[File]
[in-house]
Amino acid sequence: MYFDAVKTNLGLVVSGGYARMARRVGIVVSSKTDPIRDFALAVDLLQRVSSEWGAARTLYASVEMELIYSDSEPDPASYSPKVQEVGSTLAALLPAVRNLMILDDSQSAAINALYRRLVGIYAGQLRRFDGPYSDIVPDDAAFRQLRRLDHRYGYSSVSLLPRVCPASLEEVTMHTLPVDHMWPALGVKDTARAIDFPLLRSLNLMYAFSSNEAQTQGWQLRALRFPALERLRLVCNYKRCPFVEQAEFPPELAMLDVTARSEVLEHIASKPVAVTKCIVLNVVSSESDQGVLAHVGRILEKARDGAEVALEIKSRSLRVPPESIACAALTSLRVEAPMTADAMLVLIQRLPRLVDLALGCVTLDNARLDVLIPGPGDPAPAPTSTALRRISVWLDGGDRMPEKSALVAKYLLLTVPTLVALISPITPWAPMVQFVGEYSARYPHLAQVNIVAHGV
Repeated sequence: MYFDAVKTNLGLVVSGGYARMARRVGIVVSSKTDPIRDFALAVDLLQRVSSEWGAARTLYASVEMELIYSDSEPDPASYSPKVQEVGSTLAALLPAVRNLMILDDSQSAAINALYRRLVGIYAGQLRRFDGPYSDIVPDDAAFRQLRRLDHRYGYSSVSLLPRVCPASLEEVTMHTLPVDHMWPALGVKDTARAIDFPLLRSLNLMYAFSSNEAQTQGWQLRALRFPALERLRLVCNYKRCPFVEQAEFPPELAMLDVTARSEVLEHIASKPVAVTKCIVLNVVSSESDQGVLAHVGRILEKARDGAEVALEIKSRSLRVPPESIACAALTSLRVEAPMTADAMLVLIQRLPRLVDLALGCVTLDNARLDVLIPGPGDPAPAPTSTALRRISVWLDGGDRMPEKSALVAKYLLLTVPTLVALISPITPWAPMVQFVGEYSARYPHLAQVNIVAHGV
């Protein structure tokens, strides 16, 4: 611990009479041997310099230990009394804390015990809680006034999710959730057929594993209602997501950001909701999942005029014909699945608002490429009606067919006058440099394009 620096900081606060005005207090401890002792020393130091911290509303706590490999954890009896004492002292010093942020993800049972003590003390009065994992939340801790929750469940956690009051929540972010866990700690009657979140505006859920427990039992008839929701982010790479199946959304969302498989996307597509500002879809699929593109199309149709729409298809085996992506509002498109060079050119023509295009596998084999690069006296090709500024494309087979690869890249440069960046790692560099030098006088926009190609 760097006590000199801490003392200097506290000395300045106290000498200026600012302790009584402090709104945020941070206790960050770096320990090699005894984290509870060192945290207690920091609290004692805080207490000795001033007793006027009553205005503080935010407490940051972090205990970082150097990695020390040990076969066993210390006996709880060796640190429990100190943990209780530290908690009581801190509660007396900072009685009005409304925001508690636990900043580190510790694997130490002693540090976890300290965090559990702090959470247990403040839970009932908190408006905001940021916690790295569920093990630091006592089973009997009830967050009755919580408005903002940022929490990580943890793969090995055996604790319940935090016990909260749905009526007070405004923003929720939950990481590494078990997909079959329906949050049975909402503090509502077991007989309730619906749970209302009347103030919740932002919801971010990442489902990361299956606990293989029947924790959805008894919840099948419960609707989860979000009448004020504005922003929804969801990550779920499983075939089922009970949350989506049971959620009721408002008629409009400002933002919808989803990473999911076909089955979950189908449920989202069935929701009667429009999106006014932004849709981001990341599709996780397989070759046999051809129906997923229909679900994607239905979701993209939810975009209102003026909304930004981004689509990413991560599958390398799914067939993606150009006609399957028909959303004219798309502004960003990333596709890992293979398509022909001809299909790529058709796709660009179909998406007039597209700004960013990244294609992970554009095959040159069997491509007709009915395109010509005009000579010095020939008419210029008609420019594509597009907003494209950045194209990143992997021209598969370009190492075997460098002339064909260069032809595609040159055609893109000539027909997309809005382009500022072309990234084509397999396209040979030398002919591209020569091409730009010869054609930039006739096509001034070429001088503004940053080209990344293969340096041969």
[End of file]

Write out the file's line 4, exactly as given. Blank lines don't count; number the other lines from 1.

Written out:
């Protein structure tokens, strides 16, 4: 611990009479041997310099230990009394804390015990809680006034999710959730057929594993209602997501950001909701999942005029014909699945608002490429009606067919006058440099394009 620096900081606060005005207090401890002792020393130091911290509303706590490999954890009896004492002292010093942020993800049972003590003390009065994992939340801790929750469940956690009051929540972010866990700690009657979140505006859920427990039992008839929701982010790479199946959304969302498989996307597509500002879809699929593109199309149709729409298809085996992506509002498109060079050119023509295009596998084999690069006296090709500024494309087979690869890249440069960046790692560099030098006088926009190609 760097006590000199801490003392200097506290000395300045106290000498200026600012302790009584402090709104945020941070206790960050770096320990090699005894984290509870060192945290207690920091609290004692805080207490000795001033007793006027009553205005503080935010407490940051972090205990970082150097990695020390040990076969066993210390006996709880060796640190429990100190943990209780530290908690009581801190509660007396900072009685009005409304925001508690636990900043580190510790694997130490002693540090976890300290965090559990702090959470247990403040839970009932908190408006905001940021916690790295569920093990630091006592089973009997009830967050009755919580408005903002940022929490990580943890793969090995055996604790319940935090016990909260749905009526007070405004923003929720939950990481590494078990997909079959329906949050049975909402503090509502077991007989309730619906749970209302009347103030919740932002919801971010990442489902990361299956606990293989029947924790959805008894919840099948419960609707989860979000009448004020504005922003929804969801990550779920499983075939089922009970949350989506049971959620009721408002008629409009400002933002919808989803990473999911076909089955979950189908449920989202069935929701009667429009999106006014932004849709981001990341599709996780397989070759046999051809129906997923229909679900994607239905979701993209939810975009209102003026909304930004981004689509990413991560599958390398799914067939993606150009006609399957028909959303004219798309502004960003990333596709890992293979398509022909001809299909790529058709796709660009179909998406007039597209700004960013990244294609992970554009095959040159069997491509007709009915395109010509005009000579010095020939008419210029008609420019594509597009907003494209950045194209990143992997021209598969370009190492075997460098002339064909260069032809595609040159055609893109000539027909997309809005382009500022072309990234084509397999396209040979030398002919591209020569091409730009010869054609930039006739096509001034070429001088503004940053080209990344293969340096041969």